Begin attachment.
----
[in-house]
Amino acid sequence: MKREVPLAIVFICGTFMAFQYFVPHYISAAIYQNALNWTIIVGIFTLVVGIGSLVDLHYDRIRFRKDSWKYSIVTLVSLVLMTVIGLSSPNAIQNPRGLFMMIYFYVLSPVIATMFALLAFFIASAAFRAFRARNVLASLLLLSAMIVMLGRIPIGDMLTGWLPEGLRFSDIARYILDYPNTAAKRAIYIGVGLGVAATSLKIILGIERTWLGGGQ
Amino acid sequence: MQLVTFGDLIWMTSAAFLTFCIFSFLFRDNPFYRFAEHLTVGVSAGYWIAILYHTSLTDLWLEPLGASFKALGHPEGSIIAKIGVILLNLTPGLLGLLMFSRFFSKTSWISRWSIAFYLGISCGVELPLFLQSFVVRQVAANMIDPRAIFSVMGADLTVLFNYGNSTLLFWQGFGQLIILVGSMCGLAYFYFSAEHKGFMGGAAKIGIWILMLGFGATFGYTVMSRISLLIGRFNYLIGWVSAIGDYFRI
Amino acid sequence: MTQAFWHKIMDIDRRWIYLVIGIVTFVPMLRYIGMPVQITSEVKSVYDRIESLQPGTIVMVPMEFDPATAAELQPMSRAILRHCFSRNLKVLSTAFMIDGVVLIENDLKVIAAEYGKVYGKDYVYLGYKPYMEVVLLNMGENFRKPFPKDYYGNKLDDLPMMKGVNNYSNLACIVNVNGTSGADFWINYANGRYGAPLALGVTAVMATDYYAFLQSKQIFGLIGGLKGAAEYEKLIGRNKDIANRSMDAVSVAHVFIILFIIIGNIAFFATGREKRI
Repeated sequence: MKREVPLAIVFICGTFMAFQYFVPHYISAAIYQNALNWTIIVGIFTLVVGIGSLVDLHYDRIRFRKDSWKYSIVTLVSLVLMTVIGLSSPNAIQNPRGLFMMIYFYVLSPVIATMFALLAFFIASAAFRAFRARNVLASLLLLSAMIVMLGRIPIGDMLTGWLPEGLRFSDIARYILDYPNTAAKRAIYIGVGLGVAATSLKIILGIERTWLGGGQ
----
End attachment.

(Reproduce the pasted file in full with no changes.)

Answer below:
[in-house]
Amino acid sequence: MKREVPLAIVFICGTFMAFQYFVPHYISAAIYQNALNWTIIVGIFTLVVGIGSLVDLHYDRIRFRKDSWKYSIVTLVSLVLMTVIGLSSPNAIQNPRGLFMMIYFYVLSPVIATMFALLAFFIASAAFRAFRARNVLASLLLLSAMIVMLGRIPIGDMLTGWLPEGLRFSDIARYILDYPNTAAKRAIYIGVGLGVAATSLKIILGIERTWLGGGQ
Amino acid sequence: MQLVTFGDLIWMTSAAFLTFCIFSFLFRDNPFYRFAEHLTVGVSAGYWIAILYHTSLTDLWLEPLGASFKALGHPEGSIIAKIGVILLNLTPGLLGLLMFSRFFSKTSWISRWSIAFYLGISCGVELPLFLQSFVVRQVAANMIDPRAIFSVMGADLTVLFNYGNSTLLFWQGFGQLIILVGSMCGLAYFYFSAEHKGFMGGAAKIGIWILMLGFGATFGYTVMSRISLLIGRFNYLIGWVSAIGDYFRI
Amino acid sequence: MTQAFWHKIMDIDRRWIYLVIGIVTFVPMLRYIGMPVQITSEVKSVYDRIESLQPGTIVMVPMEFDPATAAELQPMSRAILRHCFSRNLKVLSTAFMIDGVVLIENDLKVIAAEYGKVYGKDYVYLGYKPYMEVVLLNMGENFRKPFPKDYYGNKLDDLPMMKGVNNYSNLACIVNVNGTSGADFWINYANGRYGAPLALGVTAVMATDYYAFLQSKQIFGLIGGLKGAAEYEKLIGRNKDIANRSMDAVSVAHVFIILFIIIGNIAFFATGREKRI
Repeated sequence: MKREVPLAIVFICGTFMAFQYFVPHYISAAIYQNALNWTIIVGIFTLVVGIGSLVDLHYDRIRFRKDSWKYSIVTLVSLVLMTVIGLSSPNAIQNPRGLFMMIYFYVLSPVIATMFALLAFFIASAAFRAFRARNVLASLLLLSAMIVMLGRIPIGDMLTGWLPEGLRFSDIARYILDYPNTAAKRAIYIGVGLGVAATSLKIILGIERTWLGGGQ